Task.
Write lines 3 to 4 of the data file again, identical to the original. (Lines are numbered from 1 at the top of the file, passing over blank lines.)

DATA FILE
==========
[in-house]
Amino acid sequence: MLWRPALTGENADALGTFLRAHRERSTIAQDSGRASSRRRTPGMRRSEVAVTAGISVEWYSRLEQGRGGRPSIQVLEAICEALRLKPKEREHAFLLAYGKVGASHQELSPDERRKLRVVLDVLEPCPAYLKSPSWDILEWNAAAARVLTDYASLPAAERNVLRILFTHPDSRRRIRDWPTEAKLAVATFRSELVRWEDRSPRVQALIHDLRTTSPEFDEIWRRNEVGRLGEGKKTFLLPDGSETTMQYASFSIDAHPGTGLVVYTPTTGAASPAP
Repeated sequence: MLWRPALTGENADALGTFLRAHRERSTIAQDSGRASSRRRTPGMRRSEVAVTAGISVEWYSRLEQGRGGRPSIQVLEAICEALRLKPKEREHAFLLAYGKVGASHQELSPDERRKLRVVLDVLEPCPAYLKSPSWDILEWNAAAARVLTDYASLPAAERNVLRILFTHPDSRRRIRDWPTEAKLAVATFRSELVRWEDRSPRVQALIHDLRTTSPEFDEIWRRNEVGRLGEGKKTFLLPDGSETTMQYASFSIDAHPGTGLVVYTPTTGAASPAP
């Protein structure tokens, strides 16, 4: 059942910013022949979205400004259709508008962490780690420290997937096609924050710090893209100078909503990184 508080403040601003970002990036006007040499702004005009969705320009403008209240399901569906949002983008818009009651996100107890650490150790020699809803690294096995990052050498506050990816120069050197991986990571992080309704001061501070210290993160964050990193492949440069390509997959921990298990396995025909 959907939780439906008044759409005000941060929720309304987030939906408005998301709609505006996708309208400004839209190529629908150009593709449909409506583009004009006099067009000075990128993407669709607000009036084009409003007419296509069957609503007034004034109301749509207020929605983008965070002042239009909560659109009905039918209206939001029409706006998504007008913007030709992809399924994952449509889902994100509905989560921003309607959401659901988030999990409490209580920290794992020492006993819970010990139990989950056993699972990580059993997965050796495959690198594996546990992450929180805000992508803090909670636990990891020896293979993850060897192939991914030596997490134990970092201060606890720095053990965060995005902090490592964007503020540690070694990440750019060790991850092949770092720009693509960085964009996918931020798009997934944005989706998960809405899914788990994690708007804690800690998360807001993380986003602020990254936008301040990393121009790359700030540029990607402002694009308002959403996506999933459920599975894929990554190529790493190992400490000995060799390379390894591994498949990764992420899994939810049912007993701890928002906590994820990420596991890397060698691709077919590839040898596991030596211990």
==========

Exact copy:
Repeated sequence: MLWRPALTGENADALGTFLRAHRERSTIAQDSGRASSRRRTPGMRRSEVAVTAGISVEWYSRLEQGRGGRPSIQVLEAICEALRLKPKEREHAFLLAYGKVGASHQELSPDERRKLRVVLDVLEPCPAYLKSPSWDILEWNAAAARVLTDYASLPAAERNVLRILFTHPDSRRRIRDWPTEAKLAVATFRSELVRWEDRSPRVQALIHDLRTTSPEFDEIWRRNEVGRLGEGKKTFLLPDGSETTMQYASFSIDAHPGTGLVVYTPTTGAASPAP
């Protein structure tokens, strides 16, 4: 059942910013022949979205400004259709508008962490780690420290997937096609924050710090893209100078909503990184 508080403040601003970002990036006007040499702004005009969705320009403008209240399901569906949002983008818009009651996100107890650490150790020699809803690294096995990052050498506050990816120069050197991986990571992080309704001061501070210290993160964050990193492949440069390509997959921990298990396995025909 959907939780439906008044759409005000941060929720309304987030939906408005998301709609505006996708309208400004839209190529629908150009593709449909409506583009004009006099067009000075990128993407669709607000009036084009409003007419296509069957609503007034004034109301749509207020929605983008965070002042239009909560659109009905039918209206939001029409706006998504007008913007030709992809399924994952449509889902994100509905989560921003309607959401659901988030999990409490209580920290794992020492006993819970010990139990989950056993699972990580059993997965050796495959690198594996546990992450929180805000992508803090909670636990990891020896293979993850060897192939991914030596997490134990970092201060606890720095053990965060995005902090490592964007503020540690070694990440750019060790991850092949770092720009693509960085964009996918931020798009997934944005989706998960809405899914788990994690708007804690800690998360807001993380986003602020990254936008301040990393121009790359700030540029990607402002694009308002959403996506999933459920599975894929990554190529790493190992400490000995060799390379390894591994498949990764992420899994939810049912007993701890928002906590994820990420596991890397060698691709077919590839040898596991030596211990």